Washington D.C., Aug 31, 2018 / 11:07 am
On Aug. 25, Archbishop Carlo Maria Viganò released a 11-page "testimony" which made specific allegations against a number of high-ranking Church authorities – including Pope Francis - who, he said, had been aware of accusations of misconduct against Archbishop Theodore McCarrick for many years.
Viganò's testimony, and the attention it has brought to what Pope Francis did or did not know about McCarrick, has shifted media focus dramatically away from the Archbishop of Washington, Cardinal Donald Wuerl.
Until Viganò released his testimony, Wuerl was the sitting bishop under the most serious personal scrutiny in connection with McCarrick and other reports of clerical sexual abuse. He has faced calls for his resignation in major newspapers and in DC parishes, and there have been demonstrations by local Catholics outside his home and St. Matthew's Cathedral.
While his record as Bishop of Pittsburgh was called into question following the Pennsylvania grand jury report, Wuerl really owes his place at the center of this summer of scandal to his role as McCarrick's successor in Washington, D.C., where McCarrick was – and is believed still to be – living in retirement.
What Wuerl knew, or may have heard, about McCarrick's behavior before and after retirement is now seen as a crucial test of his credibility on sexual abuse and episcopal transparency. Thus far, Wuerl's public statements have said little about what he did know, and focused on what he didn't know about the complex set of rumors, allegations, and reports swirling around his predecessor.
As the questions being put to Cardinal Wuerl have become more specific, answers about what he did or did not know have become more precise, and more tightly circumscribed.
When the allegations that McCarrick sexually abused a minor first became public at the end of June, Cardinal Wuerl declared himself "shocked and saddened" in a letter released by the Archdiocese of Washington on June 21. In the letter, Wuerl affirmed, after a review of archdiocesan records, that "no claim – credible or otherwise – has been made against Cardinal McCarrick during his time here in Washington."
When it was confirmed that two of McCarrick's previous dioceses, Metuchen and Newark, had reached out-of-court settlements with adults who accused McCarrick of sexual assault while they were seminarians or young priests, the Archdiocese of Washington circulated a letter to priests on July 25, saying that Wuerl had no prior knowledge of these settlements until the accusations against McCarrick were made public in June.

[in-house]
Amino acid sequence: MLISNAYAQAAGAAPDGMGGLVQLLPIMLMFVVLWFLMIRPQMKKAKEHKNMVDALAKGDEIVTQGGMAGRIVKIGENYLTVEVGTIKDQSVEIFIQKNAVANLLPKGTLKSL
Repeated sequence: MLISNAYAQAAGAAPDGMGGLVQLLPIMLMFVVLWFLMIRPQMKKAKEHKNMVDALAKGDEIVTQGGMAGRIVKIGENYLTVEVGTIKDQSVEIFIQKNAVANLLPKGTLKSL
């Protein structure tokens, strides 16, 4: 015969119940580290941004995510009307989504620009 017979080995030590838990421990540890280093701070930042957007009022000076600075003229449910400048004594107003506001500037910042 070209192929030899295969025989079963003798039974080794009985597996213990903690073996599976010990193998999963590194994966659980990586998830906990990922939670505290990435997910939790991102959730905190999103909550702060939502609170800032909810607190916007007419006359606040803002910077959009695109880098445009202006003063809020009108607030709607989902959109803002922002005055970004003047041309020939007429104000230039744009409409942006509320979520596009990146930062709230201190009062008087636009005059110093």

On July 29, Wuerl told WTOP that he had never been approached with allegations of abuse against McCarrick and was even unaware of the widespread rumors of sexual immorality which had apparently been long associated with his predecessor.
In the "testimony" released on Aug. 25, Archbishop Viganò claimed that, in 2009 or 2010, Pope Benedict XVI imposed definite restrictions on McCarrick, following a series of complaints of abuse against him. These included, according to Viganò, an injunction to leave the seminary where he was then living and refrain from public speaking and ministry.
Viganò also said that Wuerl was not ignorant that restrictions had been placed upon McCarrick, or of the reasons for them. Viganò wrote that "Obviously, the first to have been informed of the measures taken by Pope Benedict was McCarrick's successor in the Washington See, Cardinal Donald Wuerl."
The former apostolic nuncio to the United States called it "unthinkable" that Wuerl would not have been told of the restrictions allegedly imposed upon McCarrick by Benedict at the time, and says that he himself had later raised the issue with Wuerl and found that he "didn't need to go into detail because it was immediately clear that [Wuerl] was fully aware of it."
Wuerl's denial of Viganò's allegation was immediate, coming the same day as the release of the "testimony." But it was also a narrow denial, especially compared to his previously broad denial of having never even heard "rumors" about McCarrick.
"Cardinal Wuerl did not receive documentation or information from the Holy See specific to Cardinal McCarrick's behavior or any of the prohibitions on his life and ministry suggested by Archbishop Viganò," the cardinal's spokesman, Ed McFadden, told CNA on Aug 25.
"Cardinal Wuerl categorically denies that he was ever provided any information regarding the reasons for Cardinal McCarrick's exit from the Redemptoris Mater Seminary [where McCarrick lived until 2009]," McFadden said.
Regarding a vocational meeting featuring McCarrick which Wuerl cancelled at Viganò's prompting, CNA was told that "Archbishop Viganò presumed that Wuerl had specific information that Wuerl did not have."
Wuerl did not deny that restrictions had been imposed on McCarrick by Benedict, or that they were the reason the vocational event was cancelled – saying only that he wasn't told by the Holy See about these restrictions, and that he had no specific information about why it had to be cancelled.